World snoozes, Arctic sea ice withers
JASPER, Alberta – The autumnal equinox occurred Saturday, marking the official end of summer. But there’s another divide between the seasons of melting and freezing: the breakup of ice in the Arctic Ocean.

On Sept. 19, the U.S. government’s National Snow and Ice Data Center reported that sea ice had started freezing again, but that the summer melt-off was greater than the previous record set in 2007.

In 1980, the amount of ice-covered ocean was comparable to that of the continental United States. Now, it covers an area only slightly larger than Texas.

“An ice-free summer in the Arctic, once projected to be more than a century away, now looks possible decades from now. Some say that it looks likely in just the next few years,” points out Scientific American.

It was a hot summer across North America. Colorado and Wyoming both had their warmest summers on record. In Jasper National Park, the falling of a large portion of Ghost Glacier from Mount Edith Cavell during August also fits into this pattern of warming and melting.

But if no individual heat wave or drought can be blamed on global warming, it’s clear enough that the rapid accumulation of greenhouse gases in the atmosphere is a bad, bad gamble.

Jasper’s Fitzhugh newspaper does an excellent job of describing the predicament: “Considering the extreme weather this summer, not only in the Jasper area but all over Alberta and British Columbia, we have to wonder if what scientists have been warning all along has begun to manifest in a very real way.”

“Unfortunately, data has only been collected for a relatively short time, and attempting to accurately model climate change is problematic at best. Basically, we don’t know if it is normal for glaciers to break up and fall off mountains every hundred years or so. We may never see such an event repeat in our lifetime. Still, most people know melting ice caps will result in increased global temperatures and weather changes. Less polar ice means less reflection of the sun’s heat and more absorption.

Is the world oblivious to the greater threat? “Power, money and religion continue to be more important than the environment, even though it is the environment that will decide all our fates one day,” writes the paper. “Why do governments and people fail to see the significance of climate change? Is it because they don’t understand or is it because they feel they can do nothing about it? ... Perhaps climate change is simply too big of a subject to contemplate, even for politicians. Maybe it is easier to pretend the problem doesn’t exist or simply leave it to others to figure out.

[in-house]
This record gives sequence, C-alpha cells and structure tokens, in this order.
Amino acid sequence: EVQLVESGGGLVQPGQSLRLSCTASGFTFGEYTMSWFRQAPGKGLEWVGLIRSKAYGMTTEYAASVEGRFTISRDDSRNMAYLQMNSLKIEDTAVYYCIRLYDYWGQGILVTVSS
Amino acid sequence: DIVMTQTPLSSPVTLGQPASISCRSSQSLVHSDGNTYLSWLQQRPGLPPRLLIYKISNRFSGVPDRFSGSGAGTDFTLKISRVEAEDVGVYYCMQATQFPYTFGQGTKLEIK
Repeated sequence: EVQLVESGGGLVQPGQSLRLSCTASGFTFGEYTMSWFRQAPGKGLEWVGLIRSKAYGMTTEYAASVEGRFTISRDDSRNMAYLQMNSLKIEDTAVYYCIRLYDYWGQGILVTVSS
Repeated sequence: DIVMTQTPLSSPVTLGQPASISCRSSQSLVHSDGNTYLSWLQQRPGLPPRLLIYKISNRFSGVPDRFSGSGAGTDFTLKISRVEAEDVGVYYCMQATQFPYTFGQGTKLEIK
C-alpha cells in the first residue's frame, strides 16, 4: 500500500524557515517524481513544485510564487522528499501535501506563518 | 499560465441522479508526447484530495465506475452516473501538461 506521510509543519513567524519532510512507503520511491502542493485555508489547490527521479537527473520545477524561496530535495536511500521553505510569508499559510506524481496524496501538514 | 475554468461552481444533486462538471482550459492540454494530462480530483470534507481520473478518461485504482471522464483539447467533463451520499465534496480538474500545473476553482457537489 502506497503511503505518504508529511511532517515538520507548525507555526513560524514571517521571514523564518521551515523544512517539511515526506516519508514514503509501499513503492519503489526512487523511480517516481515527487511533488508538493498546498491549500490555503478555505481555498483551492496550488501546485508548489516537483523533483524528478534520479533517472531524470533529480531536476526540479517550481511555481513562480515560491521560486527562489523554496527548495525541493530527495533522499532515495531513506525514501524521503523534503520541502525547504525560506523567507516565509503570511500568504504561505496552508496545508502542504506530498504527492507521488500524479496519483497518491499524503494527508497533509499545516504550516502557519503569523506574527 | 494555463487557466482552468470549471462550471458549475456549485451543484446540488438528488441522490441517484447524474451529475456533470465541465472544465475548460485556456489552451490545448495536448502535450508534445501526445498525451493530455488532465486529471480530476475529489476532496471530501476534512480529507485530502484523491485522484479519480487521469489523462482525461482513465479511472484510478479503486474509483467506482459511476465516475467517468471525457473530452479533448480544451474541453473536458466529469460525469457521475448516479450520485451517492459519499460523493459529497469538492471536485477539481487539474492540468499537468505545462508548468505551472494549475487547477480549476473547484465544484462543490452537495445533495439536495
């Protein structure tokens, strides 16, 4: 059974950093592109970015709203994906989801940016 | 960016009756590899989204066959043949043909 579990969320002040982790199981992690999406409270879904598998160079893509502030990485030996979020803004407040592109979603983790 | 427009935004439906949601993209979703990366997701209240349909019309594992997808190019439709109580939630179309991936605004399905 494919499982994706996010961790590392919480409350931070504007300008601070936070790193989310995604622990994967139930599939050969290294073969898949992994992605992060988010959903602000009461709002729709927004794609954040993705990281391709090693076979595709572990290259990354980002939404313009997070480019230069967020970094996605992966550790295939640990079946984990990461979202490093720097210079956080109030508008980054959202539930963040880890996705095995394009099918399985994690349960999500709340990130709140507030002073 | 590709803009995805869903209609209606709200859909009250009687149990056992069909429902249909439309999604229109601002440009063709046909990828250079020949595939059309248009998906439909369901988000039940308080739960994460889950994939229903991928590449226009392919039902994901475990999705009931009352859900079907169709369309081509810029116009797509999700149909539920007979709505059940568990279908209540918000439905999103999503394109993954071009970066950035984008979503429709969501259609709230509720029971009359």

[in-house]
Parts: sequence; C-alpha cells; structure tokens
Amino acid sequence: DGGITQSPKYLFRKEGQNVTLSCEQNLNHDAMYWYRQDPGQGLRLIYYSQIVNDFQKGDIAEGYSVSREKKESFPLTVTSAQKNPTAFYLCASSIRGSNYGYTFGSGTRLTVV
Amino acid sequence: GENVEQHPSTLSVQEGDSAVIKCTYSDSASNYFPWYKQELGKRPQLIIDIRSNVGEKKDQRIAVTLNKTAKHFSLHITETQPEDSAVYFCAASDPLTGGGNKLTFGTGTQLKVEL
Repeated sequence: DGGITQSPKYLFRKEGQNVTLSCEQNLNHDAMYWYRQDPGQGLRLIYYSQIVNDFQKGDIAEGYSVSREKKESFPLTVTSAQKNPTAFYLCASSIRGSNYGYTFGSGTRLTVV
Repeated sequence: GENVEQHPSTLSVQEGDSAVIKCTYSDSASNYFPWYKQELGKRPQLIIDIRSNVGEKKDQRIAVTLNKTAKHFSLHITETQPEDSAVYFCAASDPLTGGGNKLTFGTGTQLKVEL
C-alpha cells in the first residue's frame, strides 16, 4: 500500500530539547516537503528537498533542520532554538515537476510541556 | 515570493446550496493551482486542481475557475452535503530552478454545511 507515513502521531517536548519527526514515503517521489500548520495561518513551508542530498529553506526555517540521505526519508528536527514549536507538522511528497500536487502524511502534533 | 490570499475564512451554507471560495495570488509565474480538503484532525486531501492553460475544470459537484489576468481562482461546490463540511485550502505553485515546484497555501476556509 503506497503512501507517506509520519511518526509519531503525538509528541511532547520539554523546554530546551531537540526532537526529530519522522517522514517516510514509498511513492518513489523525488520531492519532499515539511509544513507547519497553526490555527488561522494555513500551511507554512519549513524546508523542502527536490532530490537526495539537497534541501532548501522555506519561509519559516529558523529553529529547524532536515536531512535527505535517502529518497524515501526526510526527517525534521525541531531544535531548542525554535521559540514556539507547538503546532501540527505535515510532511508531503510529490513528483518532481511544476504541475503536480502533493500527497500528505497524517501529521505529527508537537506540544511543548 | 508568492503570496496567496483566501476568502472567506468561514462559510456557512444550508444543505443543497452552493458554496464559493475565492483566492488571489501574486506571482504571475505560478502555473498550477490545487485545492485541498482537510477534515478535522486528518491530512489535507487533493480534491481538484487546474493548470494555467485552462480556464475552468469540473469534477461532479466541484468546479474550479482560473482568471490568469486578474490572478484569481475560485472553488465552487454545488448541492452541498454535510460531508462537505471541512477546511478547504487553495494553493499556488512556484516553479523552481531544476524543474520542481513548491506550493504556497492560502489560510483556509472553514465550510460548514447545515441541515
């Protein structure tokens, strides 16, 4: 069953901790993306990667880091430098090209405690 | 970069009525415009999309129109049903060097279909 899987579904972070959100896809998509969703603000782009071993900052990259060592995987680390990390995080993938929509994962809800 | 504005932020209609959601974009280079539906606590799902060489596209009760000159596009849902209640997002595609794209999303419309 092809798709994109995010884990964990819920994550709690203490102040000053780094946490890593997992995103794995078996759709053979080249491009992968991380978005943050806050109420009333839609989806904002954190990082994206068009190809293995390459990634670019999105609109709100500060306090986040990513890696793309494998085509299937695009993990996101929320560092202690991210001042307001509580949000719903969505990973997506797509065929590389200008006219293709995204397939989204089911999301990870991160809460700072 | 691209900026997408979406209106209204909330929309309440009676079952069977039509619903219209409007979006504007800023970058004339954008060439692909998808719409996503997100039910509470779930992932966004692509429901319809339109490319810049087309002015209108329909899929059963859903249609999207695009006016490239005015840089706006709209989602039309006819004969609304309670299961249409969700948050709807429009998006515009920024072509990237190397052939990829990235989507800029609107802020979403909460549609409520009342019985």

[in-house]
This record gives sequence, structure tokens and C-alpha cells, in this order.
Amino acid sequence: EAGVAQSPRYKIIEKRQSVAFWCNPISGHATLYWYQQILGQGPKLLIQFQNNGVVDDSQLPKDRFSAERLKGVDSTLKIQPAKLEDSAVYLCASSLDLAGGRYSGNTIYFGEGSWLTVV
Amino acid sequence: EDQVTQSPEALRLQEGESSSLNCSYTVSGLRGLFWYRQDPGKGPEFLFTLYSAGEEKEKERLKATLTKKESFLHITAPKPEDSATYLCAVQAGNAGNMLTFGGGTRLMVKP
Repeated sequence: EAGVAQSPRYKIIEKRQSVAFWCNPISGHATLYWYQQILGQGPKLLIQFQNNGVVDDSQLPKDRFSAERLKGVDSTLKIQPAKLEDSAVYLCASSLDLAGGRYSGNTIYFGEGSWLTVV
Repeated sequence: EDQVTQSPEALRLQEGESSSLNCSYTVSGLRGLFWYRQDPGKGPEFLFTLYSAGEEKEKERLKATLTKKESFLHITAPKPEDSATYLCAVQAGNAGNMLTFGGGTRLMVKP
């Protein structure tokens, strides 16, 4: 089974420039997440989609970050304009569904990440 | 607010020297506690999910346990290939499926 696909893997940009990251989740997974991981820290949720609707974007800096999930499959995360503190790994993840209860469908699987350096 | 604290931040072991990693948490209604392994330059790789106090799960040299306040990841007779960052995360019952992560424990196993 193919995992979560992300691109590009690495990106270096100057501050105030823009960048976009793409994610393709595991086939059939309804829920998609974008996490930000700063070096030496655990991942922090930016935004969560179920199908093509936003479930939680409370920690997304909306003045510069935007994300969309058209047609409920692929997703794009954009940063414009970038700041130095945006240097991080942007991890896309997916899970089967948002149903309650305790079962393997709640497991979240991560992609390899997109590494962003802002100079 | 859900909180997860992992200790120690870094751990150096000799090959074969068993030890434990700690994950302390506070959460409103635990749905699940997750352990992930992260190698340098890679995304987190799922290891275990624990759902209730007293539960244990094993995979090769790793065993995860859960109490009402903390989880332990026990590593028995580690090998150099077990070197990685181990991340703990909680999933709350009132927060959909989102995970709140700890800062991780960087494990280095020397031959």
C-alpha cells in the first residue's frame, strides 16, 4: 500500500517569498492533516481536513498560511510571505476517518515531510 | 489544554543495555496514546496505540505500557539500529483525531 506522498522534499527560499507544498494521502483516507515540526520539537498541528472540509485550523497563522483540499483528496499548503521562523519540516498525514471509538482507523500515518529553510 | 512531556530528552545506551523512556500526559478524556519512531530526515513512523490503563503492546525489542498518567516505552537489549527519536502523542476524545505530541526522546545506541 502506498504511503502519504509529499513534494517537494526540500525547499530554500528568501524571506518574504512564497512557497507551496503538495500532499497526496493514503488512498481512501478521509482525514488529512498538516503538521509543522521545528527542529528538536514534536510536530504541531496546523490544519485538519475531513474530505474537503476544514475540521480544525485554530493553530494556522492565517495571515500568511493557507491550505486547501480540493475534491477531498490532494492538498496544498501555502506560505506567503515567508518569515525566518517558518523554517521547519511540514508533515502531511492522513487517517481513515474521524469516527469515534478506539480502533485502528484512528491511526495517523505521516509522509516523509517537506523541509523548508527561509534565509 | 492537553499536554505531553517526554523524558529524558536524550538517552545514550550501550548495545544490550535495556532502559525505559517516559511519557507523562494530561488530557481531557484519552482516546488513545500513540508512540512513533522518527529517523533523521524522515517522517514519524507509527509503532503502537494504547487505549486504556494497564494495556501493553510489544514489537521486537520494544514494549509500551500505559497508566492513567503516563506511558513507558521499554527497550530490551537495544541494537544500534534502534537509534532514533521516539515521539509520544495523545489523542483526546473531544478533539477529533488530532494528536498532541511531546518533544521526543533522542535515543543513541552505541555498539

Of course, the paper reasons, if people can’t find a way to address this issue, nature has a way of balancing itself out, “whether people like the results or not.”

Hydrogen bus pilot project cruises along
WHISTLER, B.C. – The 20 buses in Whistler powered by hydrogen fuel cells are about halfway through their five-year pilot phase. Despite minor problems, the experiment is working out well, officials tell Pique Newsmagazine.

One complaint is that the hydrogen is manufactured in Quebec. Even so, it represents a 60 percent decline in emissions, a reduction to be increased further with completion of a sodium chlorate plant in North Vancouver in 2013. Local emissions from the buses, of course, are virtually nonexistent: Just a few drips of water coming out of the tailpipes.

Patriotism aplenty at Grand Lake
GRAND LAKE – If Aspen can have a festival focused on macaroni and cheese, why can’t Grand Lake, located at the west entrance to Rocky Mountain National Park, have a week-long celebration of the signing of the U.S. Constitution?

The Sky-Hi News says the festivities include a patriotic parade, plenty of flag-waving, a Constitution trivia contest, and a pie-throwing competition. The latter probably fits in, given how much disagreement there has been over the centuries about just what the framers of the document had in mind in regard to freedom of speech, guns and so forth.

The event was capped by what was called the Forefather’s Fireworks Extravaganza. One person who attended said it seemed to be a good excuse to set off fireworks that couldn’t be used on July 4, when fire danger dampened Independence Day pyrotechnics.

Two towns explore low-cost air link